Harry Potter and the Sorcerer’s Stone: Ultimate Edition (Blu-ray)

January 28, 2012 11 Min Read

Review by: Matt Brighton

Plot: What’s it about?

When it comes to some things, I’m a very early adopter and when it comes to others, well I tend to be one of the last ones to catch on. Such is the case with “Harry Potter”. I’d heard of the boy wizard and the books, but I’ve never fancied myself much of a reader. Movies, as you can all tell, were much more of my forte. But “Harry Potter” wasn’t just another flash in the pan and it’s equal appeal to both children and adults alike is most of what made it an international phenomenon. And, I might add, that phenomenon is far from over. Though the books have now been written, we’re still waiting the final two installments of the film franchise. But we’ve a way to go before those. Yes, this is what started it all: “Harry Potter and the Philosopher’s Stone” or as it’s called in the USA “Harry Potter and the Sorcerer’s Stone”. The book, released in 1997, was such an instant success that it wasn’t a question of if it would be made into a movie but when. And, as it turned out, on November 16, 2001 the film was released in the US to both critical and commercial acclaim. Anyone reading this review I assume has either seen the movie and/or read the book(s). If not, well there may be some general spoilers and for that, I apologize. So here we go!

Harry Potter’s (Daniel Radcliffe) parents have just been murdered by Lord Voldemort. Harry’s mother tried to save him from the killing curse, but to no avail. Harry was to be next, but something happened and the spell that was supposed to end his infant life backfired and killed Voldemort instead. This gave Harry the instant moniker “The Boy Who Lived.” Harry lived with his muggle (human) Aunt and Uncle who mistreated him, even to the extent where his room was under the stairs. But, on his eleventh birthday, Harry finds out that he’s been invited to Hogwarts School of Witchcraft and Wizadry to learn to become a wizard. After a little back and forth between Hagrid (Robbie Coltrane) Harry finally boards the magical train and the adventure begins. Once at school, Harry immediately befriends Ron (Rupert Grint) and Hermione (Emma Watson) as the three are put in the same house of the school; Gryffindor (the others being Slytherin, Hufflepuff and Ravenclaw – each with it’s own defining characteristic). As Harry and the other first years try to adjust to life at the school, there seems to be some strange goings on. A mysterious stone believed to have magical powers is the quest and the children, being nosy as they are, stumble upon it. Could it be that Lord Voldemort isn’t dead after all and now he’s back to finish the job he started?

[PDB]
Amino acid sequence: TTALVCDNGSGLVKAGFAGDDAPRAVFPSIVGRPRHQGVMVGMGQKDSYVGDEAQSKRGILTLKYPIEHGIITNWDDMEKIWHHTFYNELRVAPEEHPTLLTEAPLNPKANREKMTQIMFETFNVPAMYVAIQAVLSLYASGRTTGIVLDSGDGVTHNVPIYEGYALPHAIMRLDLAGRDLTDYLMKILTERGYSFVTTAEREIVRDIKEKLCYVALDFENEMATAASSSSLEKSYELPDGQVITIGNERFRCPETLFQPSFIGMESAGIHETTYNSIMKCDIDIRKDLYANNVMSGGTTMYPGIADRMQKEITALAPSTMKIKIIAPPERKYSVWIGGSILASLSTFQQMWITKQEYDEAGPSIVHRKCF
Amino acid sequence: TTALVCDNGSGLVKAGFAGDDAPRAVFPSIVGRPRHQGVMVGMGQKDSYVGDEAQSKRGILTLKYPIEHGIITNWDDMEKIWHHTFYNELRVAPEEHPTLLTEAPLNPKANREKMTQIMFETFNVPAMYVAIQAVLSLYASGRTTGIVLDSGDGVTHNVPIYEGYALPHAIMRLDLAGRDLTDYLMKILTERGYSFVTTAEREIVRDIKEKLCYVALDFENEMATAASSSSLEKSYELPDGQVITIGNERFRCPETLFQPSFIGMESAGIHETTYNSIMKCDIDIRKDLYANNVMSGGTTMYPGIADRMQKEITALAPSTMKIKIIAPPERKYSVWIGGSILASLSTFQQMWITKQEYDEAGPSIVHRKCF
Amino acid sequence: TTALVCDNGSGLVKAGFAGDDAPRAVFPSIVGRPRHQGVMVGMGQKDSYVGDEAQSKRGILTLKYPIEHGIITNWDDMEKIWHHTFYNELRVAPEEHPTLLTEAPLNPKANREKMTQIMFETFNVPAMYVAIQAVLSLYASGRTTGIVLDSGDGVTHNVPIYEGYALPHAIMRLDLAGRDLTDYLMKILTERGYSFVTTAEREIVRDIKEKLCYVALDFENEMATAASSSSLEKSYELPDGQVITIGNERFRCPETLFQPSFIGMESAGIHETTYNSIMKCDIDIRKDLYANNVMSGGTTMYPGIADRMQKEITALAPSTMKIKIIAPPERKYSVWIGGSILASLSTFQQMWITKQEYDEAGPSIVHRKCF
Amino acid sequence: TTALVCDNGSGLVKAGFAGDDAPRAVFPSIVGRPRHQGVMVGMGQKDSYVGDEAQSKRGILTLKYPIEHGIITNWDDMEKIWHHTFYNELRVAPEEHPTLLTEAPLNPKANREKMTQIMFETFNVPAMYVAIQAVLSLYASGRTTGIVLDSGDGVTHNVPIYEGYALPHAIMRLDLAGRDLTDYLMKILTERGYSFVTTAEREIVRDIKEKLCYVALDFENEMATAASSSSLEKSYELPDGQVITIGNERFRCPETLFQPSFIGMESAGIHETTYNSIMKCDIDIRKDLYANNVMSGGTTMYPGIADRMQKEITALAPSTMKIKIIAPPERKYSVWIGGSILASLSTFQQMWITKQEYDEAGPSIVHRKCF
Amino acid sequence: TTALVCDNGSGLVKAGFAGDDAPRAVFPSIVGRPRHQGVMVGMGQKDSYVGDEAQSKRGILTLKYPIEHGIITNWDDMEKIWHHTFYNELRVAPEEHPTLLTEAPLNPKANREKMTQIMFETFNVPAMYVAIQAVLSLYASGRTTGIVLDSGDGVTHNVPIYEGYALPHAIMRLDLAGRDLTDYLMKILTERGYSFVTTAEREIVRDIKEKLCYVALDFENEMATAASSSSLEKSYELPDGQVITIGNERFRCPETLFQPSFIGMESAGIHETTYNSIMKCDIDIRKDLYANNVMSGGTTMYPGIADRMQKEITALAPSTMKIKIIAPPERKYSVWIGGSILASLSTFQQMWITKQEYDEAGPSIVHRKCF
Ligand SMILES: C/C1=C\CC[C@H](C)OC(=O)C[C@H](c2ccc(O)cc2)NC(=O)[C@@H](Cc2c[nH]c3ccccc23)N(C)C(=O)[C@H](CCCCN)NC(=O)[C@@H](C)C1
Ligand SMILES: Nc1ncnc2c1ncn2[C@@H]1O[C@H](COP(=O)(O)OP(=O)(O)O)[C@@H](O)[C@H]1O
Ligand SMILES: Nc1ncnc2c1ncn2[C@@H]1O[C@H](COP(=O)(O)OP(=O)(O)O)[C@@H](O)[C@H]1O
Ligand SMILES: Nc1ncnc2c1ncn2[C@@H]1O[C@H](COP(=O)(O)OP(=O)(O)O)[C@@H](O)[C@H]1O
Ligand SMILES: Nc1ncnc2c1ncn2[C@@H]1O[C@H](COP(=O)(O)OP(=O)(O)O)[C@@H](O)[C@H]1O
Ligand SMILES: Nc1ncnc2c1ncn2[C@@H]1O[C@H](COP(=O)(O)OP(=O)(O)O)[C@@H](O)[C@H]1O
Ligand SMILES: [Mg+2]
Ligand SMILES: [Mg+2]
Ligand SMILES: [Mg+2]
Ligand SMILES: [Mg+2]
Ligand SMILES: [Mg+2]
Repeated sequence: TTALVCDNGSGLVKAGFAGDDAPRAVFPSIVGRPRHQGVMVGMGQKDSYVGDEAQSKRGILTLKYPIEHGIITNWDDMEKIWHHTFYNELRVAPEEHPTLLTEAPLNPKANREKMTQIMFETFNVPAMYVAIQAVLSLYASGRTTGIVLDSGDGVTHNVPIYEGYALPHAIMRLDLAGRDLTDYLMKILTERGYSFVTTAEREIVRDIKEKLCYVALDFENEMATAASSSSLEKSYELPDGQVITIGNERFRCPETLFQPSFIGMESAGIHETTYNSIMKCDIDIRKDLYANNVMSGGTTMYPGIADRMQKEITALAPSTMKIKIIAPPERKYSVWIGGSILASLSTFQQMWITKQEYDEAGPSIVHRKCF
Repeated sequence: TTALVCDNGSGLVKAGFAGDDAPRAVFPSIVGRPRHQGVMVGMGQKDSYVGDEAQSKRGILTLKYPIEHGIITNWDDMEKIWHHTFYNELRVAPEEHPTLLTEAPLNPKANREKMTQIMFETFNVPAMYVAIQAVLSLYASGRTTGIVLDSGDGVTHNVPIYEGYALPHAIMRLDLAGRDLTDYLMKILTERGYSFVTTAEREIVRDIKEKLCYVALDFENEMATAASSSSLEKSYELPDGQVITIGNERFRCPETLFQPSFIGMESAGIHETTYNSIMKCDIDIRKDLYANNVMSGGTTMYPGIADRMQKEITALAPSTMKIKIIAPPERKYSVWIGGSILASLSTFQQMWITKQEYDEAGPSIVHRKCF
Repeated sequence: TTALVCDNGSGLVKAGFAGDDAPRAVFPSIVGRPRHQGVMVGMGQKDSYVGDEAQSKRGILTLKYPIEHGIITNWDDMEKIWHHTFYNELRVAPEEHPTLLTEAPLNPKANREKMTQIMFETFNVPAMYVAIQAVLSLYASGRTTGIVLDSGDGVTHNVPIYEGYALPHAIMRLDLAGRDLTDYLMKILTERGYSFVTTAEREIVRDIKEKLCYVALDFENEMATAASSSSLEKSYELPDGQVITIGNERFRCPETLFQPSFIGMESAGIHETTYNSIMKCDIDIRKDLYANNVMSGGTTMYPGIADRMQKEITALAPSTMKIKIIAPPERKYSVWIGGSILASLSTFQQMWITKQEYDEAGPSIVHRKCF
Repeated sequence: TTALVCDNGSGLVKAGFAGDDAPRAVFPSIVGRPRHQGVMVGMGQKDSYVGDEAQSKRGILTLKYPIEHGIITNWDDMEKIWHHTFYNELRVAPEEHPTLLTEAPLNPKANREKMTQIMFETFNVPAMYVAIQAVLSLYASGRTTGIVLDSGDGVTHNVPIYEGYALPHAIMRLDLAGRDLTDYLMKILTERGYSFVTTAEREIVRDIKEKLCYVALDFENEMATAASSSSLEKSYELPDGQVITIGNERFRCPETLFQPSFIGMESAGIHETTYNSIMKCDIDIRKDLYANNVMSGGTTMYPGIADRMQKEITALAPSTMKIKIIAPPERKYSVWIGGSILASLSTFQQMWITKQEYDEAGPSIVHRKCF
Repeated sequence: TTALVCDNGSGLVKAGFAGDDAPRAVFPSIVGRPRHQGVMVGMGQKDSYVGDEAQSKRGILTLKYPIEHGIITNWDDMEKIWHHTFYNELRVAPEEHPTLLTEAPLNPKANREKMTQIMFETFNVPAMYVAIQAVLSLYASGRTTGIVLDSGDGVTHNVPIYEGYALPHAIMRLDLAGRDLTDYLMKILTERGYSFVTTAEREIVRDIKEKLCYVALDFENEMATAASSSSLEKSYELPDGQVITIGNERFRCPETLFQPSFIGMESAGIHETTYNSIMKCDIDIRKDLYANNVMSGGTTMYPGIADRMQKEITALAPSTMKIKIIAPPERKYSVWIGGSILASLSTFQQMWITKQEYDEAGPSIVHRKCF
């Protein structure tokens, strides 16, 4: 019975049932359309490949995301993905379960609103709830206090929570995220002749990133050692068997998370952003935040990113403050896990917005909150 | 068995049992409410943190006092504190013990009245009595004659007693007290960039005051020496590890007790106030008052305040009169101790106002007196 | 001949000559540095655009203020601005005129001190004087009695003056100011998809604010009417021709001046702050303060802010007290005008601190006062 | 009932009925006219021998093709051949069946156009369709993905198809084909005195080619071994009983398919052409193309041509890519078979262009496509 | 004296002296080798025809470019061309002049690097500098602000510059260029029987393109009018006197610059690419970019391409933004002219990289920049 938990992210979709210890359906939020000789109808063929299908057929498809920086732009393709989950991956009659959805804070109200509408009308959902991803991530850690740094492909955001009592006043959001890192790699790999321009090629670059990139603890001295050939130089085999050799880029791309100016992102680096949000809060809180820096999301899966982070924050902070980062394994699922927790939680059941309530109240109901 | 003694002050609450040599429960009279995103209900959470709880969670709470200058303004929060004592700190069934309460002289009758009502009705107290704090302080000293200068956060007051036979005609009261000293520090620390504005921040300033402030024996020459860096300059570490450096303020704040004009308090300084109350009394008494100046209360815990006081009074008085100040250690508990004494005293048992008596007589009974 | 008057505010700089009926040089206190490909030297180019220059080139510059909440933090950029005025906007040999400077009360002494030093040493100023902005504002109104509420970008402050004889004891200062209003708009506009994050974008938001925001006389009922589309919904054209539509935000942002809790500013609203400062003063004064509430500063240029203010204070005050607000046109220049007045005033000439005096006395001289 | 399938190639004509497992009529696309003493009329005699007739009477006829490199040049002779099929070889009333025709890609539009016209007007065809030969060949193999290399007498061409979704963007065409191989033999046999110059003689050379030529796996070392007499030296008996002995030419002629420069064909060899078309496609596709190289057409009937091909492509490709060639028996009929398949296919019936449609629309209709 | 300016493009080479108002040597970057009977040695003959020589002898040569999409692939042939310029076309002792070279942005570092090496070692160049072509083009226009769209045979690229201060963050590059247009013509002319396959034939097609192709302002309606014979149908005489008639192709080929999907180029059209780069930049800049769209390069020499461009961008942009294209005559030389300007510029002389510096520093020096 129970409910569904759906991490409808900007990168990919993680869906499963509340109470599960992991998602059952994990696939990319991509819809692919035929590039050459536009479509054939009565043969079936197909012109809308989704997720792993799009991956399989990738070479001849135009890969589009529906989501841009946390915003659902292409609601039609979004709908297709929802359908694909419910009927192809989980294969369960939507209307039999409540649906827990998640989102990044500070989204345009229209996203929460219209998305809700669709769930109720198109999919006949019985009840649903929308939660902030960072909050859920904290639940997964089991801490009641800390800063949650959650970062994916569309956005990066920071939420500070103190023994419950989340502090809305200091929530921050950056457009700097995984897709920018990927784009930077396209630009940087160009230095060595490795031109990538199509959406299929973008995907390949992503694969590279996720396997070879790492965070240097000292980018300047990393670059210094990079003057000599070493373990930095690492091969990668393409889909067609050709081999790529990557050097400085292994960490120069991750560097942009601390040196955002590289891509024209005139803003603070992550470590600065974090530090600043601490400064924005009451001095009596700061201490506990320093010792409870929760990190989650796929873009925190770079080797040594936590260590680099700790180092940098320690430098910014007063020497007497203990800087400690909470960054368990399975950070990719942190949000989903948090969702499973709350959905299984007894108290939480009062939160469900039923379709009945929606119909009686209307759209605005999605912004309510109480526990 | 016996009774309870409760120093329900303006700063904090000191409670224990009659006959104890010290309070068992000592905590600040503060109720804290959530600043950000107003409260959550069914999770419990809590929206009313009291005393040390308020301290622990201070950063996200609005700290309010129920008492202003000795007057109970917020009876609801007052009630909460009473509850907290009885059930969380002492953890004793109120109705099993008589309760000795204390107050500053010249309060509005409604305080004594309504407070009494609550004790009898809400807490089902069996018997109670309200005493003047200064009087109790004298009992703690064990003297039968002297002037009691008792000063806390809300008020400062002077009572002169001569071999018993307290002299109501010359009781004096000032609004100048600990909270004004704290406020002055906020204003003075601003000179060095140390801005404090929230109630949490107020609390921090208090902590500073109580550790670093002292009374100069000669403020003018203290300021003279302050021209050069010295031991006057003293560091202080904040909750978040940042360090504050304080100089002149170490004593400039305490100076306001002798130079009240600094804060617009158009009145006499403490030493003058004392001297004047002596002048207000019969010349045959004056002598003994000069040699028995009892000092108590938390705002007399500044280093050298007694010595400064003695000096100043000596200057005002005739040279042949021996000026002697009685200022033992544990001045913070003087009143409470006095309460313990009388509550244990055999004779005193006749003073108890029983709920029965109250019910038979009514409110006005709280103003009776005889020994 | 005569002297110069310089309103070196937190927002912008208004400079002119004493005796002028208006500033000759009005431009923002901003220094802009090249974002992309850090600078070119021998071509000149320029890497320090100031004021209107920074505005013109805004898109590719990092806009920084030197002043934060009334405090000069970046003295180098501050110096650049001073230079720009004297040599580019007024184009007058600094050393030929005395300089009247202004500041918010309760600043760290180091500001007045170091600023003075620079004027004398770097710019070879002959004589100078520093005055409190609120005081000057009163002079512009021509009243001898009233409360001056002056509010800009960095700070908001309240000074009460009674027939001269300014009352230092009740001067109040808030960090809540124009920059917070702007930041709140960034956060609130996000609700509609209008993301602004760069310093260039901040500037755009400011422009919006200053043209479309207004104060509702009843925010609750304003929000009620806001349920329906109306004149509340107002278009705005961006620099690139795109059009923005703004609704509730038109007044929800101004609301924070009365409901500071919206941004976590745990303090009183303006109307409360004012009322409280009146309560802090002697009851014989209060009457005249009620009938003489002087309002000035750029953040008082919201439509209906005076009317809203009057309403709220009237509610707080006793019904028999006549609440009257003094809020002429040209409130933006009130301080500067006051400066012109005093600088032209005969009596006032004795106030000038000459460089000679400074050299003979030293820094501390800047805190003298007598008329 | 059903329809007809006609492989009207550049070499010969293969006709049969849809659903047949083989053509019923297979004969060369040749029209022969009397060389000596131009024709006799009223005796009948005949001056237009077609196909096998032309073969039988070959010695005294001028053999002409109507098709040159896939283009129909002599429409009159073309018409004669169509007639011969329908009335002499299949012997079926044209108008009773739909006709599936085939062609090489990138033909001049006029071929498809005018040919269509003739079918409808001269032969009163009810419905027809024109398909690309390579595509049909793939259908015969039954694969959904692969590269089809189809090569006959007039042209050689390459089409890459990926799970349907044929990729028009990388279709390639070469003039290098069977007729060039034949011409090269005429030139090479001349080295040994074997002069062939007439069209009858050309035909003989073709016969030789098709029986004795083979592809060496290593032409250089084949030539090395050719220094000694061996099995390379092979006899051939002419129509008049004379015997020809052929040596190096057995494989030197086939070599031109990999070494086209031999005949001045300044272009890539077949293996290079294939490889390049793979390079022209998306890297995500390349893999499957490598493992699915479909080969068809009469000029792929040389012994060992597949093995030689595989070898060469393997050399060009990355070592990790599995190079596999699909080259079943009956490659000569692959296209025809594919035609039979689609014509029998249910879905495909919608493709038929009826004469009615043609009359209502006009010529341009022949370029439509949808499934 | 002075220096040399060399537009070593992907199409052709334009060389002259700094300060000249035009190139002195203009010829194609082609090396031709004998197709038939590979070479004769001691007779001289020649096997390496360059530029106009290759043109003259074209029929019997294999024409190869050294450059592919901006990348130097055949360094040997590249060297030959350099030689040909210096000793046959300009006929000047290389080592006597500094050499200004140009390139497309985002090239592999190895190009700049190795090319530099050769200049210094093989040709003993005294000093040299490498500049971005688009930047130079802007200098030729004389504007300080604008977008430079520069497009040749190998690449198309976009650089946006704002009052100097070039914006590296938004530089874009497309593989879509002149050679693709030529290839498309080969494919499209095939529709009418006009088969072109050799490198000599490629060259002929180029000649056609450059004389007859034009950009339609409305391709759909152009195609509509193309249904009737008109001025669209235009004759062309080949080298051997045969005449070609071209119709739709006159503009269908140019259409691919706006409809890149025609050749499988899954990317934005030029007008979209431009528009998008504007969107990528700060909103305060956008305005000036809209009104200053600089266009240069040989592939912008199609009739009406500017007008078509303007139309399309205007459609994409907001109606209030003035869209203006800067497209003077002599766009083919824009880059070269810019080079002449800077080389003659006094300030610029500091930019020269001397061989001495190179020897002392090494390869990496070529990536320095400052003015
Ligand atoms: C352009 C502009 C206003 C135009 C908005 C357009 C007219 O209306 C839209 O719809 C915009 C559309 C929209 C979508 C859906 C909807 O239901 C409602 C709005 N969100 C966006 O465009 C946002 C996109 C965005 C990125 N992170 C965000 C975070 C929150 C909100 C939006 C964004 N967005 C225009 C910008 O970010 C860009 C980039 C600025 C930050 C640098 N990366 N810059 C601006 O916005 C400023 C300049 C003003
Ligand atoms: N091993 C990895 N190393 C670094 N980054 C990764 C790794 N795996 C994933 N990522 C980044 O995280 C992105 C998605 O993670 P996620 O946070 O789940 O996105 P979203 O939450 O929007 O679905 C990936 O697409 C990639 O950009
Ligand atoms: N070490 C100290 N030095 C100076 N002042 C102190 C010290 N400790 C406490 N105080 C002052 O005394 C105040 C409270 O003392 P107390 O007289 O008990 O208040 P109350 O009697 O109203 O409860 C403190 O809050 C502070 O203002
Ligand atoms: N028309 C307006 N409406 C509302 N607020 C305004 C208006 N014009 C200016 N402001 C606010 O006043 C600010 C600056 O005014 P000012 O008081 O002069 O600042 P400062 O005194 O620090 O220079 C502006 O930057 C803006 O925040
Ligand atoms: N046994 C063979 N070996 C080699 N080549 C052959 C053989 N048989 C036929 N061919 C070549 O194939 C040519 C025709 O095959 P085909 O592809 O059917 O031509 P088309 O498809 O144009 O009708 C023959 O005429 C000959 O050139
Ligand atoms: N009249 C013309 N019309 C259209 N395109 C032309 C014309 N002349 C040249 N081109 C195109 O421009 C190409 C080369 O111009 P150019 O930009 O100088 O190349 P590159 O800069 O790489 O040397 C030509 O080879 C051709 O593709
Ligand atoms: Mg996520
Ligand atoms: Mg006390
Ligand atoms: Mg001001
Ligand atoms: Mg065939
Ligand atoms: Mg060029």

Ok, let’s face it, the first few “Harry Potter” books were more for the children than the adults. The first “Harry Potter” book and subsequent movie was mainly setting the stage for what was to come. It introduces us to the main characters in the books and films: Draco Malfoy, Severus Snape, Headmaster Dumbledore and Hagrid. We get to see the school as a whole, meet some of Harry’s friends who will be with him through the series and really get a feel for what’s going on in the world of Harry Potter. This first movie and the second for that matter, are pretty much literal adaptions of the books. I think I once read “they didn’t even skip a semicolon” so if you’ve read the book then you’ll have seen the movie, in essence. Still, seeing the visual effects and images on screen gives the books new life and to date the first “Harry Potter” movie is the highest-grossing in the series. I’m sure that will change with the last film, set to debut in July 2011. Still, if you’ve even picked up a “Harry Potter” book and enjoyed it then this is where you need to start.

Video: How does it look?